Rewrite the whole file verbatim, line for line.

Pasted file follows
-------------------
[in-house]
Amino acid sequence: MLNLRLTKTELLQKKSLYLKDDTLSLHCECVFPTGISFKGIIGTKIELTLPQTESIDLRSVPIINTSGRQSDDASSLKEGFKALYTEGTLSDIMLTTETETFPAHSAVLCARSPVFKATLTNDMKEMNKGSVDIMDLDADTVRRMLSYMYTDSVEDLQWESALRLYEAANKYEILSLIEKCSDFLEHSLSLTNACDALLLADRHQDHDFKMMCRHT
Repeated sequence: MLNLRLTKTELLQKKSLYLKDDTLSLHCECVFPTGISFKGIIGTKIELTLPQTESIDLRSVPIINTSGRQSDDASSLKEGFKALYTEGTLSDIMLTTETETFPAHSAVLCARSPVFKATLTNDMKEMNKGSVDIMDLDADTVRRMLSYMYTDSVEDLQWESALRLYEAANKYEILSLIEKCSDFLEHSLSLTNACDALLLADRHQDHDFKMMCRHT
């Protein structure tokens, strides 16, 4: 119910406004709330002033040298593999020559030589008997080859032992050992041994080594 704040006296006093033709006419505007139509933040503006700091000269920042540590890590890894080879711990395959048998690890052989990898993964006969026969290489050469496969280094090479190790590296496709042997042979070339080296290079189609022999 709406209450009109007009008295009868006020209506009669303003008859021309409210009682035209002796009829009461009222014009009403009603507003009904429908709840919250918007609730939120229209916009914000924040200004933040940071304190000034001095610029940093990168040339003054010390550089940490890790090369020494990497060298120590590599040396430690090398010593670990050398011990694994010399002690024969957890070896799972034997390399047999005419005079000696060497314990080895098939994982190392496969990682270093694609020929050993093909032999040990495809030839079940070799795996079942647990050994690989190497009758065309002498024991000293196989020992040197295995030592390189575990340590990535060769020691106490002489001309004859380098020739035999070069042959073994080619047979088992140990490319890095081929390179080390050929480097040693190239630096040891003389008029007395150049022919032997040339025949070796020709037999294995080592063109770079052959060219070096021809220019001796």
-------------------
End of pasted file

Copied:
[in-house]
Amino acid sequence: MLNLRLTKTELLQKKSLYLKDDTLSLHCECVFPTGISFKGIIGTKIELTLPQTESIDLRSVPIINTSGRQSDDASSLKEGFKALYTEGTLSDIMLTTETETFPAHSAVLCARSPVFKATLTNDMKEMNKGSVDIMDLDADTVRRMLSYMYTDSVEDLQWESALRLYEAANKYEILSLIEKCSDFLEHSLSLTNACDALLLADRHQDHDFKMMCRHT
Repeated sequence: MLNLRLTKTELLQKKSLYLKDDTLSLHCECVFPTGISFKGIIGTKIELTLPQTESIDLRSVPIINTSGRQSDDASSLKEGFKALYTEGTLSDIMLTTETETFPAHSAVLCARSPVFKATLTNDMKEMNKGSVDIMDLDADTVRRMLSYMYTDSVEDLQWESALRLYEAANKYEILSLIEKCSDFLEHSLSLTNACDALLLADRHQDHDFKMMCRHT
């Protein structure tokens, strides 16, 4: 119910406004709330002033040298593999020559030589008997080859032992050992041994080594 704040006296006093033709006419505007139509933040503006700091000269920042540590890590890894080879711990395959048998690890052989990898993964006969026969290489050469496969280094090479190790590296496709042997042979070339080296290079189609022999 709406209450009109007009008295009868006020209506009669303003008859021309409210009682035209002796009829009461009222014009009403009603507003009904429908709840919250918007609730939120229209916009914000924040200004933040940071304190000034001095610029940093990168040339003054010390550089940490890790090369020494990497060298120590590599040396430690090398010593670990050398011990694994010399002690024969957890070896799972034997390399047999005419005079000696060497314990080895098939994982190392496969990682270093694609020929050993093909032999040990495809030839079940070799795996079942647990050994690989190497009758065309002498024991000293196989020992040197295995030592390189575990340590990535060769020691106490002489001309004859380098020739035999070069042959073994080619047979088992140990490319890095081929390179080390050929480097040693190239630096040891003389008029007395150049022919032997040339025949070796020709037999294995080592063109770079052959060219070096021809220019001796």